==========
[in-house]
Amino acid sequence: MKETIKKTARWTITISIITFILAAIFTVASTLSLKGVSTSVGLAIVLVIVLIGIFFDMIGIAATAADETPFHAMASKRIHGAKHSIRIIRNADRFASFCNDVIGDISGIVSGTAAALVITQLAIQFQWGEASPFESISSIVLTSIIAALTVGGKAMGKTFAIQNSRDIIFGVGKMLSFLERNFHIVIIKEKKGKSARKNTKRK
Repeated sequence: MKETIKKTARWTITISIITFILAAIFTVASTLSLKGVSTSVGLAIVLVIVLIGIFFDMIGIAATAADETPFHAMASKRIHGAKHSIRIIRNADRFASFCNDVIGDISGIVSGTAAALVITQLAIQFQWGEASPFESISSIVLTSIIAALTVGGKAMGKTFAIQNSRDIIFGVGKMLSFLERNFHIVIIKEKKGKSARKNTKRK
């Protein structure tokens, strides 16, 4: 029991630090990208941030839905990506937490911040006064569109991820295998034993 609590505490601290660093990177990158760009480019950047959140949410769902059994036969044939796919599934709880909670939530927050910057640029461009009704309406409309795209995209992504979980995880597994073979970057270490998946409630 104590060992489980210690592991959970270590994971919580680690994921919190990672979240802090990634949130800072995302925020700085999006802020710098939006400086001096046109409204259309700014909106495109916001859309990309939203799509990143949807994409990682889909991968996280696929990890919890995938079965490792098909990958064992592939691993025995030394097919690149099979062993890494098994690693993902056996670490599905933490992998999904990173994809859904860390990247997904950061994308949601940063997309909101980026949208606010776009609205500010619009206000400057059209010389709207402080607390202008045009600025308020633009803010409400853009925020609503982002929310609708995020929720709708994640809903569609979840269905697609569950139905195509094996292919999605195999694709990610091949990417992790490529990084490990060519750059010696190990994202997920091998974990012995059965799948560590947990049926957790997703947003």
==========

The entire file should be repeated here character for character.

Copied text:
[in-house]
Amino acid sequence: MKETIKKTARWTITISIITFILAAIFTVASTLSLKGVSTSVGLAIVLVIVLIGIFFDMIGIAATAADETPFHAMASKRIHGAKHSIRIIRNADRFASFCNDVIGDISGIVSGTAAALVITQLAIQFQWGEASPFESISSIVLTSIIAALTVGGKAMGKTFAIQNSRDIIFGVGKMLSFLERNFHIVIIKEKKGKSARKNTKRK
Repeated sequence: MKETIKKTARWTITISIITFILAAIFTVASTLSLKGVSTSVGLAIVLVIVLIGIFFDMIGIAATAADETPFHAMASKRIHGAKHSIRIIRNADRFASFCNDVIGDISGIVSGTAAALVITQLAIQFQWGEASPFESISSIVLTSIIAALTVGGKAMGKTFAIQNSRDIIFGVGKMLSFLERNFHIVIIKEKKGKSARKNTKRK
């Protein structure tokens, strides 16, 4: 029991630090990208941030839905990506937490911040006064569109991820295998034993 609590505490601290660093990177990158760009480019950047959140949410769902059994036969044939796919599934709880909670939530927050910057640029461009009704309406409309795209995209992504979980995880597994073979970057270490998946409630 104590060992489980210690592991959970270590994971919580680690994921919190990672979240802090990634949130800072995302925020700085999006802020710098939006400086001096046109409204259309700014909106495109916001859309990309939203799509990143949807994409990682889909991968996280696929990890919890995938079965490792098909990958064992592939691993025995030394097919690149099979062993890494098994690693993902056996670490599905933490992998999904990173994809859904860390990247997904950061994308949601940063997309909101980026949208606010776009609205500010619009206000400057059209010389709207402080607390202008045009600025308020633009803010409400853009925020609503982002929310609708995020929720709708994640809903569609979840269905697609569950139905195509094996292919999605195999694709990610091949990417992790490529990084490990060519750059010696190990994202997920091998974990012995059965799948560590947990049926957790997703947003």